As more people turn to alternative forms of medicine to cure their aching back or recover from surgery, physical therapists are in more demand now than ever.
Florida Southern College is helping train the physical therapists of the future through its new Doctor of Physical Therapy (DPT) program, which started in the Fall 2019 semester. In November, the college dedicated the Campisi Academic Center for Physical Therapy, which contains millions of dollars of new classrooms, state-of-the-art research and training labs, ceiling-mounted cameras and monitors, portable ultrasound units, and cutting-edge balance and gait analysis systems.
The two and a half year graduate program gives students 36 weeks of full-time clinical practicums with seven faculty members who have experience ranging from orthopedics to cardiopulmonary physical therapy.
“The physical therapy program has a motivated and enthusiastic class of 24 students who are on track to graduate in December 2021,” said Dr. Nancy Nuzzo, program director and dean of the School of Physical Therapy. “The class is a diverse student body that is learning to communicate with people across the lifespan. They are being introduced to a wide spectrum of patients and clients from pediatric to geriatric through their community volunteer services and clinical education practicums.”
A Growing Field
According to DataUSA, the median salary in the field ranged from $70,000 to $88,000 in 2018, with about 250,000 physical therapists in the nation. The industry is expected to grow 28 percent in the next ten years.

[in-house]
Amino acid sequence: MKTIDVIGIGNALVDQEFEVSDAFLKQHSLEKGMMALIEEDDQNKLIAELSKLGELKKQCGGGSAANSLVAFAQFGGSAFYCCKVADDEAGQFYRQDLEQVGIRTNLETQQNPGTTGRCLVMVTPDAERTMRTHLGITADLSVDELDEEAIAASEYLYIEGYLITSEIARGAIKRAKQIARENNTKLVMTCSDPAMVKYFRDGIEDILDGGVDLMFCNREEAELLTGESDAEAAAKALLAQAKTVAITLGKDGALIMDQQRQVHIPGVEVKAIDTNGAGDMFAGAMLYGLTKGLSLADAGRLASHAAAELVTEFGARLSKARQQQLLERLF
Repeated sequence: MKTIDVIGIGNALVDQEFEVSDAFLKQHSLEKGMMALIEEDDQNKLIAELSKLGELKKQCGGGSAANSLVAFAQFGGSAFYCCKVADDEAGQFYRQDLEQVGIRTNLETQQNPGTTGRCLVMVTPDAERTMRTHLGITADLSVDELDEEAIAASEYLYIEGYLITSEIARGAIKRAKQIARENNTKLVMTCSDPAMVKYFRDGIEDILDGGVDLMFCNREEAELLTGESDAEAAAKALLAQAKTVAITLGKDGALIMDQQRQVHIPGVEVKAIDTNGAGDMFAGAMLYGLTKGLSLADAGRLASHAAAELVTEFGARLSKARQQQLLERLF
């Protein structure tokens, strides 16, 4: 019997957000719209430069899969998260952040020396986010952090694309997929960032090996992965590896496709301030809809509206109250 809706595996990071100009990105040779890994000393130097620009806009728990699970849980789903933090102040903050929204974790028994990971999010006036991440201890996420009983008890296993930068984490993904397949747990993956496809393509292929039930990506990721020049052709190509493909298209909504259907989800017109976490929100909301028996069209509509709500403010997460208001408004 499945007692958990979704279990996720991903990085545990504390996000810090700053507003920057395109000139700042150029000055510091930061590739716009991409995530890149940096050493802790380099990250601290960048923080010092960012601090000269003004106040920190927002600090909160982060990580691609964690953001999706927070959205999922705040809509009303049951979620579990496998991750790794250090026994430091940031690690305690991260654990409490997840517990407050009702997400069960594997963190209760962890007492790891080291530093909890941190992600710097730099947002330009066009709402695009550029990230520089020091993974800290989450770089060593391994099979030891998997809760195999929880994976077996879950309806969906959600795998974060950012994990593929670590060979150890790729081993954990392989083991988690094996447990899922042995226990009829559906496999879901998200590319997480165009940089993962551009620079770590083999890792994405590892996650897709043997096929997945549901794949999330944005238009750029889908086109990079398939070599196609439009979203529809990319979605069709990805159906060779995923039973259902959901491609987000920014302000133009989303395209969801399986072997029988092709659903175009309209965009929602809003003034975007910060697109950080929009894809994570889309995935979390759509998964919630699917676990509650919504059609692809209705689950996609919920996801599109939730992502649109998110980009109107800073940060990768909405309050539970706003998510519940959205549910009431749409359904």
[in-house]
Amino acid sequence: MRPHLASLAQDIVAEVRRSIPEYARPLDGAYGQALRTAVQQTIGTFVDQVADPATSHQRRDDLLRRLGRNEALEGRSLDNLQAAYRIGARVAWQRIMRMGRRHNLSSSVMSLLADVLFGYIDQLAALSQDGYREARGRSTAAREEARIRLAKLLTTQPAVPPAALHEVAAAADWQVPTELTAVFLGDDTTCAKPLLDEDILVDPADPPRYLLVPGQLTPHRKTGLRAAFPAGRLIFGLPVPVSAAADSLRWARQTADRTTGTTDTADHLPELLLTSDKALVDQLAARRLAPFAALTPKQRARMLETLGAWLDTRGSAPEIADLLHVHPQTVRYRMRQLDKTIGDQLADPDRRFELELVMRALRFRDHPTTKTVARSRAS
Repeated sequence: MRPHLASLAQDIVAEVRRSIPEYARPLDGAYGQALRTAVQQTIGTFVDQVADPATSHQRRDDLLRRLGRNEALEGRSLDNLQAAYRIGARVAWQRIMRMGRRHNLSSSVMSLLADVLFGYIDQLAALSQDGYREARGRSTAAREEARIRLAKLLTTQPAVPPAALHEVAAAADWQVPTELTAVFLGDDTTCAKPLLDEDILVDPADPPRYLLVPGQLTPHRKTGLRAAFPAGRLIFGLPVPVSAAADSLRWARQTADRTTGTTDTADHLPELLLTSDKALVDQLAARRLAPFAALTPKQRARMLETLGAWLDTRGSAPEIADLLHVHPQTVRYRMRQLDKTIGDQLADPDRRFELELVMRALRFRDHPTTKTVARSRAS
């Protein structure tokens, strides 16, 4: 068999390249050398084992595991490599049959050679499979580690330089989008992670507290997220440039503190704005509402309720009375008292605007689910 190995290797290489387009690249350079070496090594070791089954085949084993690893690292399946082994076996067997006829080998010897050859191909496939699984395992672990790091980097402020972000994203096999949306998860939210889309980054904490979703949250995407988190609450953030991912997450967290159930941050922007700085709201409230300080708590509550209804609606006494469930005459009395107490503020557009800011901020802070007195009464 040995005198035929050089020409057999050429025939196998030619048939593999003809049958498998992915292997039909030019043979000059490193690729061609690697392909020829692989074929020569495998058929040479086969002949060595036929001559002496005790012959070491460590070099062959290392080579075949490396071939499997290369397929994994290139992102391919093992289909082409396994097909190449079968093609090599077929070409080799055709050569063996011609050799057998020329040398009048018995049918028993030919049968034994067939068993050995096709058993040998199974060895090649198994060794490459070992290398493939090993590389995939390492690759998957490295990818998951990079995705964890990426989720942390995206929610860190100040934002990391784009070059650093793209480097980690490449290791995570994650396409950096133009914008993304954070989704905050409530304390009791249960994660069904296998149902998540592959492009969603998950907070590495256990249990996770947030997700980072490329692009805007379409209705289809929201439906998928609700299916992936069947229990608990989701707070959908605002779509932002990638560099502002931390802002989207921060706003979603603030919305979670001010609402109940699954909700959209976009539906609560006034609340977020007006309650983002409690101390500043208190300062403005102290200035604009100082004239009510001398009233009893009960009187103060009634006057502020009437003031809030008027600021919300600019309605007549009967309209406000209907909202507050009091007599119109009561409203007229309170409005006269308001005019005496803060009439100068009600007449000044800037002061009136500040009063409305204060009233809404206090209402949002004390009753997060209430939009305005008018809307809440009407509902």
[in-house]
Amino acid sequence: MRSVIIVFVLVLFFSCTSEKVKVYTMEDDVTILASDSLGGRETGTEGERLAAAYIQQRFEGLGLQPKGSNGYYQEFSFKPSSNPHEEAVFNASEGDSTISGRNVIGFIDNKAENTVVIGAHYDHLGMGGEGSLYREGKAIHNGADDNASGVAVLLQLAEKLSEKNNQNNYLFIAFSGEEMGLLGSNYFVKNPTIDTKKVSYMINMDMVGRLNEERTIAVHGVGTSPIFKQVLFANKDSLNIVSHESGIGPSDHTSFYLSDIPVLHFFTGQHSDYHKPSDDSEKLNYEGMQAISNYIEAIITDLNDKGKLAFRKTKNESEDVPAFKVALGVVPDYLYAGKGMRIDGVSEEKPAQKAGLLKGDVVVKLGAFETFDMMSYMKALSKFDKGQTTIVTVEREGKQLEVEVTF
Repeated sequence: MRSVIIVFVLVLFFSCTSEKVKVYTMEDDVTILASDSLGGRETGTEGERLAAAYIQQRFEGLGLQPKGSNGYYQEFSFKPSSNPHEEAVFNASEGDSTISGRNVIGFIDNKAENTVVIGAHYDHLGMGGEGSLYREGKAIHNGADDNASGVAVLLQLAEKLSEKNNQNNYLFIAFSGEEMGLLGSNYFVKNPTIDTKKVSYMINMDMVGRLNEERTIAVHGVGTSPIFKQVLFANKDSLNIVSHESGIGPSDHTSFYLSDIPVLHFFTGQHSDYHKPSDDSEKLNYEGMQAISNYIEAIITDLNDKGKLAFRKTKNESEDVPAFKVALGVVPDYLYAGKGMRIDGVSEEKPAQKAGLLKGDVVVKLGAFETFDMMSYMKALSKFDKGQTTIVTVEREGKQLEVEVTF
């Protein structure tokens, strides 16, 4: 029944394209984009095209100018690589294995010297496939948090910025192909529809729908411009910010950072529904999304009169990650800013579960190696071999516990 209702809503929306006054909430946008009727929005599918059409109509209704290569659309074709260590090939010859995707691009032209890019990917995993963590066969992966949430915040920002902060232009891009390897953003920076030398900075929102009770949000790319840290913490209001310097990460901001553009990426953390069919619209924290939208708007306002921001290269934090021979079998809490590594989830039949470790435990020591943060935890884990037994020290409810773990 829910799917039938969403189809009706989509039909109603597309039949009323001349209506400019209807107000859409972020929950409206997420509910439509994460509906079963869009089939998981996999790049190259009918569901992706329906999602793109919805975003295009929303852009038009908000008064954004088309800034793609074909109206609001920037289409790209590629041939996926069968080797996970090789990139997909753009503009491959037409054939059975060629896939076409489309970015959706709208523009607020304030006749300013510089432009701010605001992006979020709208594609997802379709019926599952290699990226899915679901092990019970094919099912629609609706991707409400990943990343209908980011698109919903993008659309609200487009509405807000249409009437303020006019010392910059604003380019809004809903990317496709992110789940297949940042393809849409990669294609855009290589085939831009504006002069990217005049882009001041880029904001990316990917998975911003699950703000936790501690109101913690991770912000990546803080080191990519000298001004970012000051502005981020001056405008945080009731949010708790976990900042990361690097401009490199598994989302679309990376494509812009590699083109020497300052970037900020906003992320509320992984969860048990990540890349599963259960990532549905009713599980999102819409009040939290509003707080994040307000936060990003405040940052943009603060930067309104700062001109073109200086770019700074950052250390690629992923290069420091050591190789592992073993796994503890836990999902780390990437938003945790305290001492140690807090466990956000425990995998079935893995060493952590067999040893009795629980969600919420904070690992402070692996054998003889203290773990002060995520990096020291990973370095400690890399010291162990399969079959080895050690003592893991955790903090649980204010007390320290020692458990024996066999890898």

The physical and occupational therapy industry was worth more than $34 billion in 2018, up 6.2 percent from the previous year. As new PTs enter the field, the industry is expected to grow at a pace of more than 6 percent a year, reaching almost $46 billion by 2023, according to Market Research.
According to Florida Southern, Polk County has the fourth-lowest number of physical therapists per 100,000 people in Central Florida, suggesting the need for the program.
“An initial needs assessment survey showed a lack of available physical therapists in Polk County,” Nuzzo said. “The Campisi Academic Center for Physical Therapy will be an academic icon for years to come and a leader in providing highly trained physical therapists in Polk County.”
The Student Experience
Student William Keith said he chose physical therapy because he is fascinated with the human body and he wants to help people and be challenged.
“Choosing Florida Southern College was a ‘right place at the right time’ situation, as FSC is a staple in Lakeland,” he said. “As soon as I got word that my dream profession was taking a foothold in my hometown at FSC, I couldn’t pass up the opportunity to be a part of it.”
Keith said the college uses Integrated Professionalism and Community Education (IPCE) as part of the curriculum to get students out and in the community, engaging with professionals, promoting wellness, and making an impact on a weekly basis.
Starting in the Fall 2020 semester, students will begin working full time in clinical settings, with a number of sites to choose from, he said.
When he completes the program, Keith said he may enter the field as a professional or further specialize.
“Polk County is my home, and any opportunity I have to stay here will definitely impact my decision as I choose my path after graduation.”
To future students, Keith said: “Come prepared and ready to learn. We have our feet on the gas pedal every day. Our program is designed to facilitate the students’ every need, providing us with any resource we can possibly imagine to become competent physical therapists. The key is to take advantage of all of these resources and take the initiative to become a better student of our profession on a daily basis.”
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